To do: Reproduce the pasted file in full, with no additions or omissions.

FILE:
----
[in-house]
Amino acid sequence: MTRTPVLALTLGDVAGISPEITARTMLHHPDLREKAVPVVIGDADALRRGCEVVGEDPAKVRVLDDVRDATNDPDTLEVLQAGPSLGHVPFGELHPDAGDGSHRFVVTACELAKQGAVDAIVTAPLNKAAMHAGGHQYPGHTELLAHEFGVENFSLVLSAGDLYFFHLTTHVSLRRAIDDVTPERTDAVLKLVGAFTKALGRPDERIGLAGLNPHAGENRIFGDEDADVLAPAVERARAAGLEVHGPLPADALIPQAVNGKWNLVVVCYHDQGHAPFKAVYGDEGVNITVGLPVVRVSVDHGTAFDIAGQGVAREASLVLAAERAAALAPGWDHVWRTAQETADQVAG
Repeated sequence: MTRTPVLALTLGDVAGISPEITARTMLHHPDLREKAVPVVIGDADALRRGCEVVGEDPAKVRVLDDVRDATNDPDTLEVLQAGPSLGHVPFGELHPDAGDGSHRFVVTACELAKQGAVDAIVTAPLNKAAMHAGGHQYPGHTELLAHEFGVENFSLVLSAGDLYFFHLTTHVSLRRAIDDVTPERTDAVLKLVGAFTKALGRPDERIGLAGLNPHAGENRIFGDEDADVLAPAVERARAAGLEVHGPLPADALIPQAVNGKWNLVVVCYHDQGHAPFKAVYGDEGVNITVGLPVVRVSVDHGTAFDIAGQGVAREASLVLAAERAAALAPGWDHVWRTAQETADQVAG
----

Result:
[in-house]
Amino acid sequence: MTRTPVLALTLGDVAGISPEITARTMLHHPDLREKAVPVVIGDADALRRGCEVVGEDPAKVRVLDDVRDATNDPDTLEVLQAGPSLGHVPFGELHPDAGDGSHRFVVTACELAKQGAVDAIVTAPLNKAAMHAGGHQYPGHTELLAHEFGVENFSLVLSAGDLYFFHLTTHVSLRRAIDDVTPERTDAVLKLVGAFTKALGRPDERIGLAGLNPHAGENRIFGDEDADVLAPAVERARAAGLEVHGPLPADALIPQAVNGKWNLVVVCYHDQGHAPFKAVYGDEGVNITVGLPVVRVSVDHGTAFDIAGQGVAREASLVLAAERAAALAPGWDHVWRTAQETADQVAG
Repeated sequence: MTRTPVLALTLGDVAGISPEITARTMLHHPDLREKAVPVVIGDADALRRGCEVVGEDPAKVRVLDDVRDATNDPDTLEVLQAGPSLGHVPFGELHPDAGDGSHRFVVTACELAKQGAVDAIVTAPLNKAAMHAGGHQYPGHTELLAHEFGVENFSLVLSAGDLYFFHLTTHVSLRRAIDDVTPERTDAVLKLVGAFTKALGRPDERIGLAGLNPHAGENRIFGDEDADVLAPAVERARAAGLEVHGPLPADALIPQAVNGKWNLVVVCYHDQGHAPFKAVYGDEGVNITVGLPVVRVSVDHGTAFDIAGQGVAREASLVLAAERAAALAPGWDHVWRTAQETADQVAG